Ryan's style to this point has been to step back and defer to a normal legislative process, one where committees, not leadership staffers, are writing legislation. But that process hasn't yielded much in the way of results -- at least not yet.
Ryan has created a number of task forces to put forward a full legislative agenda, partly as a way to differentiate House Republicans from the presumptive GOP presidential nominee, Donald Trump. Thus far, though, Republican voters seem to have spared Congress their anti-establishment animus. Not a single Republican member has lost a primary this year.
But Ryan still thinks it's a good idea for Republicans to have something to show for their year in Congress, even if that something amounts to little more than a glorified press release. In the meantime, he's been having dinners with a revolving slate of Republicans each week.
No matter what the results, it’s hard to be critical of the fact that he’s listening and wanting to be a bottom-up speaker. Rep. Mark Meadows (R-N.C.)
And that face-time with Ryan seems to be making a difference.
“No matter what the results, it’s hard to be critical of the fact that he’s listening and wanting to be a bottom-up speaker," said Rep. Mark Meadows (R-N.C.), the member who offered the resolution to depose Boehner.
Rep. Randy Weber (R-Texas), one of the Republicans who voted against Ryan in October, said he's already spent more time with Ryan in the six months than he did with Boehner in three years.
"You see what you see behind the podium when he’s reading stuff," Weber said of Boehner. "But how do you compare that?”
More than communication, aides and lawmakers pointed to a difference in attitude.
"Things had gotten so bad in the last six months of Boehner, it seems like there was no dialogue at all," one aide told HuffPost. "He didn’t say it directly, but basically his body language and posture toward the Freedom Caucus members and some others was, 'Go fuck yourself.' And everybody — including the Freedom Caucus members — knew it."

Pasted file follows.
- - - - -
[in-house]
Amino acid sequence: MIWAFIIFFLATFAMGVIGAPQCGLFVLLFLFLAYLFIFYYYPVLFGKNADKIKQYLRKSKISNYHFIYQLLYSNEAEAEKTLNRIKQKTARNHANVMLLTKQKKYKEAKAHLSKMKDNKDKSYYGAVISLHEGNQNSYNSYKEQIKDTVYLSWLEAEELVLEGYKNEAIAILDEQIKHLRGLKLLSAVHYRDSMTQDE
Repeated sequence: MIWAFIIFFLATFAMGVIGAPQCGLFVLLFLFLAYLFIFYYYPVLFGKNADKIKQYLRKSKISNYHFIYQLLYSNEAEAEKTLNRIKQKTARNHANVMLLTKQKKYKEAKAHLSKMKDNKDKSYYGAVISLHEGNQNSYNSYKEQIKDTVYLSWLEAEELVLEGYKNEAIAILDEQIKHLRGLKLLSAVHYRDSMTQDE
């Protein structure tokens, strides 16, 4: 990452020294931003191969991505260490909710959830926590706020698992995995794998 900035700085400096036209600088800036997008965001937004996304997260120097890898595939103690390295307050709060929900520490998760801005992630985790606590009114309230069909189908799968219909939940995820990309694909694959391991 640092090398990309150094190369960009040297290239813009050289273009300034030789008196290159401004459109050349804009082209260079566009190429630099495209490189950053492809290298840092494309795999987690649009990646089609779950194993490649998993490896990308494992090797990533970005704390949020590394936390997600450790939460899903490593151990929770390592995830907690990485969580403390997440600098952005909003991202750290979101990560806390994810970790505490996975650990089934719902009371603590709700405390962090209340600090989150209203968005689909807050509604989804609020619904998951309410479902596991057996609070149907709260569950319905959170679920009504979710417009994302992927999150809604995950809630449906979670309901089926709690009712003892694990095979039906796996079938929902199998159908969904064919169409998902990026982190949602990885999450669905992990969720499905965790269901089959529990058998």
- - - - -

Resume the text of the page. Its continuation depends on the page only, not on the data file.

Brendan Buck, a senior adviser for both Ryan and Boehner, said Ryan is just trying to make members feel greater ownership of what goes on in the House. "And we’re showing them there doesn’t have to be an us-versus-them dynamic," Buck said. "When there’s a transparent process and constant dialogue, decisions can be made as a team."
But not every conservative thinks Ryan is all that distinct from Boehner. When HuffPost asked Rep. Paul Gosar what the difference between the two was, the Arizona Republican offered this small difference: "Less smoke."
“I haven’t seen a lot," he said. "We’ve been told regular order on the budget; we haven’t seen that. In fact, we’ve seen abdication.”
Gosar argued that, by going with a $1.07 trillion budget and not the $1.040 trillion that conservatives want, Ryan is doing what Boehner would have. He said conservatives need to hold the speaker accountable.
"People want to give everybody a pass, but leadership comes at a price," Gosar said.
There’s a chance Ryan’s effort to listen to conservatives could end up being entirely fruitless, particularly if they simply turn on him when lawmakers have to take the other kind of tough vote -- one that, say, raises the debt ceiling or funds the government. And Ryan may end up chasing conservative votes that will never be there.
"The one problem I have with his approach to the Freedom Caucus is that it has a wag-the-dog feel to it," the senior GOP aide said. "If Boehner went too far with his 'fuck you' approach, there is a sense that Ryan has swung too far in the opposite direction and is coddling them."
But even that aide acknowledged that, if Ryan's seemingly more inclusive approach is just to make conservatives feel better, it might work. "And at a stylistic level,” the aide said, “it already has.”